PS for .NET devs part 1: Getting started with PowerShell

After getting everybody warmed to the idea of learning PowerShell in part 0 of this series. Let's dig into a couple of ways to get started with PowerShell.

The resource list

By now PowerShell has gained so much traction at this moment that I could probably fill several dozen pages with links, pointers to the excellent resources available on-line or in print. However I will refrain myself to a couple starting points.

On-line resources

  • PowerShell Community Toolbar This is a browser plug-in that aggregates a big set of resources, from download links to the various PowerShell releases to a huge list of blogs filled with PowerShell content, to the localized PowerShell on-line help. Even if you are not very fond of browser toolbars I suggest you install it, take some time to follow the various links save them and uninstall the toolbar.
  • ScriptCenter PowerShell homepage this contains loads of resources to get you started and should be considered the canonical starting point for finding PowerShell related resources.
  • Windows PowerShell Survival guide A large list of resources to get you started, compiled by the community.
  • PowerScripting podcast If you have some time during you commute or any other activity that allows you to listen to some audio I highly recommend this show. The show notes are of a great quality, and contain lots of links to learning resources. The first shows take you step by step through the process of learning PowerShell.

(e-)Books

Just use PowerShell instead of cmd

When learning something new it is always nice to be able to start with something familiar. The beauty of PowerShell is that all your previous knowledge about your favorite command-line tools are not lost. PowerShell is a shell which means you can use it to start any of tool you used to start in cmd. Moreover the PowerShell team has incorporated a large number of aliases that should be familiar to you whether you are coming from a linux or cmd background the commands you know like dir, ls, cd, del, rm all work as you would expect. These aliases are also very handy for those who don't like to type long commands at the prompt. To get an idea of what aliases are available try the following:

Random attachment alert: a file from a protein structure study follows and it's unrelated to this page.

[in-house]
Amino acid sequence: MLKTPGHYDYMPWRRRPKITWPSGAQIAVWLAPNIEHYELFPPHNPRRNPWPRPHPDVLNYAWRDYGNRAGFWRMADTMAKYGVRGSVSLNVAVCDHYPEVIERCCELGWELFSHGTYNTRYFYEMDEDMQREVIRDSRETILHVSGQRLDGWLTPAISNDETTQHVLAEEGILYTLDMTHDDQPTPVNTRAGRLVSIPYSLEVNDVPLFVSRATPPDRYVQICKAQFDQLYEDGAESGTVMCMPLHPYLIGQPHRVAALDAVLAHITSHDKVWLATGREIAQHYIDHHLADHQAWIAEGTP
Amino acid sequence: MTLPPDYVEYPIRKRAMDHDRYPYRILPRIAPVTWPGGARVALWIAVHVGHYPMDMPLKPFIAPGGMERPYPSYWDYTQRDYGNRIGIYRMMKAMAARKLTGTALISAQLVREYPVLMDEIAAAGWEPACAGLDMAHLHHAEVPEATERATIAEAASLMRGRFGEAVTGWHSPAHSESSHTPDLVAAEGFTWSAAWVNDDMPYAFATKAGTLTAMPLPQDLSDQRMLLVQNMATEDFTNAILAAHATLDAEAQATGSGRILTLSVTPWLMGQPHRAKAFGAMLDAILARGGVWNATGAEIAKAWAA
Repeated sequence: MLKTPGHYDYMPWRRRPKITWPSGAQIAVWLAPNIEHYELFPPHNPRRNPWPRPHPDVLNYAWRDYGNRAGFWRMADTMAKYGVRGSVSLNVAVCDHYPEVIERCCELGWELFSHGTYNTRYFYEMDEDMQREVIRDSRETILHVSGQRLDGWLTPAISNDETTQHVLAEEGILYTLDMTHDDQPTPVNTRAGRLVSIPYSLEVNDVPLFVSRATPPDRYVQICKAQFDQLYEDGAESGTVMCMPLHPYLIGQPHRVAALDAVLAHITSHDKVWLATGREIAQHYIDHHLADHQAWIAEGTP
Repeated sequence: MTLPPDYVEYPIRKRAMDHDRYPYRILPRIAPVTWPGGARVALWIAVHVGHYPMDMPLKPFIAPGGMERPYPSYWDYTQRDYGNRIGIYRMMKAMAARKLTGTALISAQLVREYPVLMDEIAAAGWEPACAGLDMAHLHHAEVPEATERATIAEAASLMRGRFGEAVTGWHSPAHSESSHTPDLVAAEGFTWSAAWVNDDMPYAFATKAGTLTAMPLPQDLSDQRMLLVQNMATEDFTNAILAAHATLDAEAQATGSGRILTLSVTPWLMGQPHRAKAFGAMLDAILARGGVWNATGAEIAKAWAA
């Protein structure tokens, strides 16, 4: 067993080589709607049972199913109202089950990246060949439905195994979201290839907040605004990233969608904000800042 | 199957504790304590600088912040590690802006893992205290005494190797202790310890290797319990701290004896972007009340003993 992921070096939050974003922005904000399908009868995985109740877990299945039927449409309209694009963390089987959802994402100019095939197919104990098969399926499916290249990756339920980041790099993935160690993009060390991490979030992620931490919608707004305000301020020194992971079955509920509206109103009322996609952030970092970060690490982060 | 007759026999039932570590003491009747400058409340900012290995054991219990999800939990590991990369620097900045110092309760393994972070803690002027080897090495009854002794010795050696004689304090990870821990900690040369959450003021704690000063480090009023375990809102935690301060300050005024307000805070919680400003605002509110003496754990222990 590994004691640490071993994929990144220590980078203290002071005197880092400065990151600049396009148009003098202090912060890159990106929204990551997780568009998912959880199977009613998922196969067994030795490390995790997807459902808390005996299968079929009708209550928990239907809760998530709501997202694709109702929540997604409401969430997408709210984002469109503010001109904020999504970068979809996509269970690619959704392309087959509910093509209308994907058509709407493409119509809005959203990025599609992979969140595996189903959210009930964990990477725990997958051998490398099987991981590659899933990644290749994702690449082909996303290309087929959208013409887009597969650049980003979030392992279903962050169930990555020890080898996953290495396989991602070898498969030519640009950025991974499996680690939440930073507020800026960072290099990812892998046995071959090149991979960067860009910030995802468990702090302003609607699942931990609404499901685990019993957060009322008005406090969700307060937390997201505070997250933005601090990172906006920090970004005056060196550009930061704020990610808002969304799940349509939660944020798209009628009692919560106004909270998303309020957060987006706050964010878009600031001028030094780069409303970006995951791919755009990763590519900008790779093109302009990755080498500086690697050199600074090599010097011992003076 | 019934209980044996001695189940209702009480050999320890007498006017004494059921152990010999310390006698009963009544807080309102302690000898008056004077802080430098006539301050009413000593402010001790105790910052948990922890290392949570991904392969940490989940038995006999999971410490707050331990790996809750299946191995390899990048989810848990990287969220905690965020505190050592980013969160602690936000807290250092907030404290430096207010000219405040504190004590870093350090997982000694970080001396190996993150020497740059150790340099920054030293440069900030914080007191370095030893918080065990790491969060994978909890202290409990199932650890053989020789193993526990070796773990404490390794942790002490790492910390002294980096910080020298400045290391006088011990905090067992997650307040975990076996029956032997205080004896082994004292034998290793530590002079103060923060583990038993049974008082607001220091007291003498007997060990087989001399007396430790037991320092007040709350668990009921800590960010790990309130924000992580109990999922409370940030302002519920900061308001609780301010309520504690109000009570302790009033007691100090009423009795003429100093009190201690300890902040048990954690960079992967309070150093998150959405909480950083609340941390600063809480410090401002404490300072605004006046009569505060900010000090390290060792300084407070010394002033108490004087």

Using PowerShell as your preferred shell gives you the opportunity to gradually learn PowerShell and just lookup/research stuff as you use it in your day to day work.

The 3 amigo's of discovery

When learning PowerShell I've found that the most helpful and best Cmdlets are the following three.

Get-Help

Get-Help does exactly what you would expect especially when you know it's aliases: man, help. You can get the help on help by typing help at the prompt. This shows you how you can use Get-Help. Note that PowerShell also comes with topical help pages that start with about_ to get an overview of the available topics type:

at the PowerShell prompt.

Get-Command

Get-Command provides a way to search for a Cmdlet you would like to use. Looking at the output of help Get-Command or shorter Get-Command -? you will see that one of the parameter sets contain the -Noun and -Verb parameters. The naming convention used for Cmdlets is <Verb>-<Noun> this makes remembering and searching the Cmdlets a lot easier. Say for instance I would like to know all Cmdlets that remove stuff then

will list them nicely. If I would like to know what Cmdlets are available for working with computer objects, I would type:

Get-Member

Get-Member list all member that is public methods and properties of the object passed to it. This ideal for finding what information can be extracted from an object, what you can do with a specific object respectively. To for instance lookup what properties you could use on a file to sort in a directory listing you could type

Or if you don't want to wait on a slowly loading MSDN page to lookup what methods are available to you on a TimeSpan object you could use something like:

Or if you can't remember the way SubString works type:

where gm is the (shorter) alias for Get-Member.

I hope this provides enough pointers to guide you through your first steps to PowerShell mastery. Check back soon for part 2 of this series when we dive in to the PowerShell language as viewed through the eyes of a C# developer.

Wed 22 Jun 2011
References